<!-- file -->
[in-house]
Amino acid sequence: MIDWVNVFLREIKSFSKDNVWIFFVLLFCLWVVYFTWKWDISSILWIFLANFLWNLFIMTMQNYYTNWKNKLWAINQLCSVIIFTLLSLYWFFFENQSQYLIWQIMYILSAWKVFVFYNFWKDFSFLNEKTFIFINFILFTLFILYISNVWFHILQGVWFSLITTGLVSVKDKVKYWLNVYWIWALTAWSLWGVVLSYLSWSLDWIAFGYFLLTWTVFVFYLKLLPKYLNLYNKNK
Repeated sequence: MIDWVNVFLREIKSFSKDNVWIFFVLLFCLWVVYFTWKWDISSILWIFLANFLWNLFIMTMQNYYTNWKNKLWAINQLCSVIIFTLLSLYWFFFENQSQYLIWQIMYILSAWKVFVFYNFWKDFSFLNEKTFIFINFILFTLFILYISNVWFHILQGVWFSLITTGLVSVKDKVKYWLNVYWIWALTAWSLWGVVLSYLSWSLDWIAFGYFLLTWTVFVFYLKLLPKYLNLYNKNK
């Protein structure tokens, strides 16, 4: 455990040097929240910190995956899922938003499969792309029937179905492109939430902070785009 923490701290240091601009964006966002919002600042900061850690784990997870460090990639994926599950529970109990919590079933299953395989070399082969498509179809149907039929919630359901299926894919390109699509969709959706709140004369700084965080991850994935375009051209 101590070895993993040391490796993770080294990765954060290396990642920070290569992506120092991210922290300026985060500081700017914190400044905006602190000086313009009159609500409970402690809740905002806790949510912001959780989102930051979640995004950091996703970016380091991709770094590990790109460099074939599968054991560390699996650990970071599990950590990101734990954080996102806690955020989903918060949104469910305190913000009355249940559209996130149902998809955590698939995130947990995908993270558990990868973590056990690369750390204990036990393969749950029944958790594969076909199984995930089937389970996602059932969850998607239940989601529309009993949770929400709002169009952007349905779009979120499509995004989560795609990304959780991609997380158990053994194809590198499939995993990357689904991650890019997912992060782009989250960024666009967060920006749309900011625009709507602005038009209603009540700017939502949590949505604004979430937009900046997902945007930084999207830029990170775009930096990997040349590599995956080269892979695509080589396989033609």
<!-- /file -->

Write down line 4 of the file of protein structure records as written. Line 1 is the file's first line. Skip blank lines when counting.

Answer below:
């Protein structure tokens, strides 16, 4: 455990040097929240910190995956899922938003499969792309029937179905492109939430902070785009 923490701290240091601009964006966002919002600042900061850690784990997870460090990639994926599950529970109990919590079933299953395989070399082969498509179809149907039929919630359901299926894919390109699509969709959706709140004369700084965080991850994935375009051209 101590070895993993040391490796993770080294990765954060290396990642920070290569992506120092991210922290300026985060500081700017914190400044905006602190000086313009009159609500409970402690809740905002806790949510912001959780989102930051979640995004950091996703970016380091991709770094590990790109460099074939599968054991560390699996650990970071599990950590990101734990954080996102806690955020989903918060949104469910305190913000009355249940559209996130149902998809955590698939995130947990995908993270558990990868973590056990690369750390204990036990393969749950029944958790594969076909199984995930089937389970996602059932969850998607239940989601529309009993949770929400709002169009952007349905779009979120499509995004989560795609990304959780991609997380158990053994194809590198499939995993990357689904991650890019997912992060782009989250960024666009967060920006749309900011625009709507602005038009209603009540700017939502949590949505604004979430937009900046997902945007930084999207830029990170775009930096990997040349590599995956080269892979695509080589396989033609």